An interval-valued fuzzy set eA in U is an ordered
triple of the form
eA =fhx; A
(x); A (x)ijx2Ug (1)
where A (x); A 2 [0;1] are the lower and
upper membership functions which satisfy 0
A (x) A (x) 1; 8x2U. The lower and
upper membership functions correspond to the
lower and upper bound of a closed interval de-
scribing the membership of x to eA.
2.2 Rough Sets
Let I = (U;A) be an information system, where
U is a non-empty set of nite objects (the uni-
verse of discourse) and A is a non-empty nite
set of attributes such that a : U!Va for every
a2A. Va is the set of values that attribute a
may take. With any P A there is an associ-
ated equivalence relation IND(P):
IND(P) =f(x;y)2U2j8a2P; a(x) = a(y)g
(2)
The partition of U, generated by IND(P) is de-
notedU/IND(P) (orU/P for simplicity) and can
be calculated as follows:
U=IND(P) = fU=IND(fag)ja2Pg; (3)
where is speci cally de ned as follows for sets
A and B:
A B =fX\YjX2A;Y 2B;X\Y 6=;g (4)
If (x;y) 2IND(P), then x and y are indis-
cernible by attributes from P. The equivalence
classes of the P-indiscernibility relation are de-
noted [x]P.
Let X U. X can be approximated using
only the information contained within P by con-
structing the P-lower and P-upper approxima-
tions of X:
PX = fx2Uj[x]P Xg (5)
PX = fx2Uj[x]P \X6=;g (6)
The tuple hPX;PXi is called a rough set.
2.2.1 Feature Selection
Let P and Q be sets of attributes inducing equiv-
alence relations over U, then the positive region
can be de ned as:
POSP(Q) =
[
X2U=Q
PX (7)
The positive region contains all objects of U
that can be classi ed to classes of U/Q using
the information in attributes P. Based on this
de nition, dependencies between attributes can
be determined. For P, Q A, it is said that Q
depends on P in a degree k (0 k 1), denoted
P )k Q, if
k = P(Q) = jPOSP(Q)jjUj (8)
If k = 1, Q depends totally on P, if 0 < k <
1, Q depends partially (in a degree k) on P, and
if k = 0 then Q does not depend on P.
The reduction of attributes is achieved by
comparing equivalence relations generated by
sets of attributes. Attributes are removed so
that the reduced set provides the same predic-
tive capability of the decision attribute as the
original. A reduct Rmin is de ned as a mini-
mal subset R of the initial attribute set C such
that for a given set of attributes D, R(D) =
C(D). From the literature, R is a minimal sub-
set if R fag(D) 6= R(D) for all a 2 R. This
means that no attributes can be removed from
the subset without a ecting the dependency de-
gree. Hence, a minimal subset by this de ni-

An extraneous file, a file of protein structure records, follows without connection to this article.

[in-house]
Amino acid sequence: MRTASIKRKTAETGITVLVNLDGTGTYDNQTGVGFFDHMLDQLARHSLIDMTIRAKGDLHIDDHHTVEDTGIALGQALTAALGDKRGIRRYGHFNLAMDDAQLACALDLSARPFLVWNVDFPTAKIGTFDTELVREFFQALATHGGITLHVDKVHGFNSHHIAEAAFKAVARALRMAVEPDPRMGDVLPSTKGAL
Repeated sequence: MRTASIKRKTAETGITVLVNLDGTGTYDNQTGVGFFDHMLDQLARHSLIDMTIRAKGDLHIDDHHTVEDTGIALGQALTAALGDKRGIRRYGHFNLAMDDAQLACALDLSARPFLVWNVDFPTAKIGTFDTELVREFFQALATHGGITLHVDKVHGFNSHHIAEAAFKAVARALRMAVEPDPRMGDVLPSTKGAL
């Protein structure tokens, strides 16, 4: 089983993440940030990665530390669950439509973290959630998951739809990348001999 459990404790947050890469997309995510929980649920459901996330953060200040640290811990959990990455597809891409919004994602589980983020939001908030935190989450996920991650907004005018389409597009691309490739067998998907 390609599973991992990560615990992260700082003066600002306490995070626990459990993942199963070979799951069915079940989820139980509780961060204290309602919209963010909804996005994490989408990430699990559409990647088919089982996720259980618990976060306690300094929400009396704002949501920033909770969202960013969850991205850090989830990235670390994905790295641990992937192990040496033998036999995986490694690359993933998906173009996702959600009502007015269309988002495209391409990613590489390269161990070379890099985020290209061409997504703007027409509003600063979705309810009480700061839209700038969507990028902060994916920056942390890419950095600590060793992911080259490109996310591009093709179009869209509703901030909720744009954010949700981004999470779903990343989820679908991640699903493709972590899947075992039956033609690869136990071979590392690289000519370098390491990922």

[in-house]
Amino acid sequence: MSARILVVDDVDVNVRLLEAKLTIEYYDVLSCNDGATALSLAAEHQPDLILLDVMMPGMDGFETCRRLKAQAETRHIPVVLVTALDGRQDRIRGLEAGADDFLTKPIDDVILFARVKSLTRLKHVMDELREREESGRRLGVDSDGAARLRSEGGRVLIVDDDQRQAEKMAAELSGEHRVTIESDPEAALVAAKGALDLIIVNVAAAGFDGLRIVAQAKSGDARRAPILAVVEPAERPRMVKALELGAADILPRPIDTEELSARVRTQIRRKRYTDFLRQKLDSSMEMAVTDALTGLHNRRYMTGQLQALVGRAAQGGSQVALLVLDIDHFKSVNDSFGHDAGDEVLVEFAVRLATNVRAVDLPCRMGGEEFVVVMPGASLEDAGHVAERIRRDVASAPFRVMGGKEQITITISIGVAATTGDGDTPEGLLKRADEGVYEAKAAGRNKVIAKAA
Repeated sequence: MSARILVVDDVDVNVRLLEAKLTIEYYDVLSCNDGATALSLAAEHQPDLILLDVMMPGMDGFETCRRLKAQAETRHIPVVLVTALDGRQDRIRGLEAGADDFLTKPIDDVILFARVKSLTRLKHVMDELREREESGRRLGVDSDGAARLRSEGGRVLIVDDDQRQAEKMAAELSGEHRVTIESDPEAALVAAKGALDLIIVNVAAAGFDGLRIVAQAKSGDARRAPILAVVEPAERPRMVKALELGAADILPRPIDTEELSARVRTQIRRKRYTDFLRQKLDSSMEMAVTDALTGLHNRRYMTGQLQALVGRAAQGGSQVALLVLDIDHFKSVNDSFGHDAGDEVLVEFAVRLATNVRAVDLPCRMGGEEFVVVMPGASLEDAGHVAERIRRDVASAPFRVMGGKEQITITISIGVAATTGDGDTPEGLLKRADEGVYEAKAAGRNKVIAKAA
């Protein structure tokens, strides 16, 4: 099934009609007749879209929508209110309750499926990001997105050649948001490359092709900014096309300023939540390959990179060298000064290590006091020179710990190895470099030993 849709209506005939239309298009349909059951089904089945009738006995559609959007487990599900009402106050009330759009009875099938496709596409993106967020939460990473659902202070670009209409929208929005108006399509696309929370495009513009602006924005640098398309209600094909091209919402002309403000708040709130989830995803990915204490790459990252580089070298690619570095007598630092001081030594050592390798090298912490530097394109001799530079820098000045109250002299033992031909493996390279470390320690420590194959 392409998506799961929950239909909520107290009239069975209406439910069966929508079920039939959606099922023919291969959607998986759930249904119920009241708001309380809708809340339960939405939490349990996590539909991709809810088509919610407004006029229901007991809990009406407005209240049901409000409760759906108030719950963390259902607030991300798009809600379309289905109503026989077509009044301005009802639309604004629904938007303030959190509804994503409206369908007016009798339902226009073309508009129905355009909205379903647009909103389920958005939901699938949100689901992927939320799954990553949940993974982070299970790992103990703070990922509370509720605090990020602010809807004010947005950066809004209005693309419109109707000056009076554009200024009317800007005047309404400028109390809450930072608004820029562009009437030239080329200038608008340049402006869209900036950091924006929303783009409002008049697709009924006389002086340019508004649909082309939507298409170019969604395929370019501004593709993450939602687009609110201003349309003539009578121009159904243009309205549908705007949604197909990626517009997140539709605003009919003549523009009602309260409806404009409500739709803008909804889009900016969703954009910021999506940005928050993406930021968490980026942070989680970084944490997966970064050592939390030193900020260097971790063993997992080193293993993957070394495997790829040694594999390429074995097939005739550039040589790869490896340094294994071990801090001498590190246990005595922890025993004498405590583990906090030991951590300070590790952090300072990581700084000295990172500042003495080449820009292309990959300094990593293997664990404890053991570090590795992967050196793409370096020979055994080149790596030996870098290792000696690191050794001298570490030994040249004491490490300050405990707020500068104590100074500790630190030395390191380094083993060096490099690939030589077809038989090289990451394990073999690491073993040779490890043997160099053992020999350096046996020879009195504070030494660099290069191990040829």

tion may not be the global minimum (a reduct
of smallest cardinality). The goal of rough set-
based feature selection is to discover reducts of
smallest cardinality.
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2.3 Fuzzy-Rough Sets
It is not possible in the original rough set theory
to say whether two attribute values are similar
and to what extent they are the same; for exam-
ple, two close values may only di er as a result
of noise, but in rough set theory they are con-
sidered to be as di erent as two values of a dif-
ferent order of magnitude. It is, therefore, desir-
able to develop techniques to provide the means
of knowledge modelling for crisp and real-value
attributed datasets which utilises the extent to
which values are similar. This can be achieved
through the use of fuzzy-rough sets [6]. Fuzzy-
rough sets encapsulate the related but distinct
concepts of vagueness (for fuzzy sets) and indis-
cernibility (for rough sets), both of which occur
as a result of uncertainty in knowledge
De nitions for the fuzzy lower and upper ap-
proximations can be found in [13], where a T-
transitive fuzzy similarity relation is used to ap-
proximate a fuzzy concept X:
RPX(x) = inf
y2U
I( RP (x;y); X(y)) (9)
RPX(x) = sup
y2U
T( RP (x;y); X(y)) (10)
Here, I is a fuzzy implicator and T a t-norm.
RP is the fuzzy similarity relation induced by
the subset of features P:
RP (x;y) =Ta2Pf Ra(x;y)g (11)
Ra(x;y) is the degree to which objects x and y
are similar for feature a, and may be de ned in
many ways, for example:
Ra(x;y) = 1 ja(x) a(y)jja
max aminj
(12)
Ra(x;y) = exp( (a(x) a(y))
2
2 a2 ) (13)
Ra(x;y) = max(min( (a(y) (a(x) a))(a(x) (a(x)
a))
;
((a(x) + a) a(y))
((a(x) + a) a(x));0)(14)
where a2 is the variance of feature a. As
these relations do not necessarily display T-
transitivity, the fuzzy transitive closure can be
computed for each attribute. The choice of re-
lation is largely determined by the intended ap-
plication. For feature selection, a relation such
as (14) may be appropriate as this permits only
small di erences between attribute values of dif-
fering objects. For classi cation tasks, such as
fuzzy-rough nearest neighbours [8], a more grad-
ual and inclusive relation such as (12) should be